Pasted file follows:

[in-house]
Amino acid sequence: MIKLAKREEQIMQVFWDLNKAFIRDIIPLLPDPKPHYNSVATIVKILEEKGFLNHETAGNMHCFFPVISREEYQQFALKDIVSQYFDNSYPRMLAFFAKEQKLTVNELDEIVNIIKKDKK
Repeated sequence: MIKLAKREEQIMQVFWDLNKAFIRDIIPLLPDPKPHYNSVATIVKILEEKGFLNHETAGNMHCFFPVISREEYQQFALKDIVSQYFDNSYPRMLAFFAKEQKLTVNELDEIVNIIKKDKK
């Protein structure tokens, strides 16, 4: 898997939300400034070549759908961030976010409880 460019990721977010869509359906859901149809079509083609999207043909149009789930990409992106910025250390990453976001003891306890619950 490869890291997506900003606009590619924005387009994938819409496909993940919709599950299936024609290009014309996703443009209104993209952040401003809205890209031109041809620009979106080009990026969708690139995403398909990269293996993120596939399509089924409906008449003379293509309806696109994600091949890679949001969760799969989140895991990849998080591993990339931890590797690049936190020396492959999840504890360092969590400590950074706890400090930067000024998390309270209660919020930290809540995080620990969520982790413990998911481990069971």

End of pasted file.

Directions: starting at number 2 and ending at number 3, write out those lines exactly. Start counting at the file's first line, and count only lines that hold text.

Amino acid sequence: MIKLAKREEQIMQVFWDLNKAFIRDIIPLLPDPKPHYNSVATIVKILEEKGFLNHETAGNMHCFFPVISREEYQQFALKDIVSQYFDNSYPRMLAFFAKEQKLTVNELDEIVNIIKKDKK
Repeated sequence: MIKLAKREEQIMQVFWDLNKAFIRDIIPLLPDPKPHYNSVATIVKILEEKGFLNHETAGNMHCFFPVISREEYQQFALKDIVSQYFDNSYPRMLAFFAKEQKLTVNELDEIVNIIKKDKK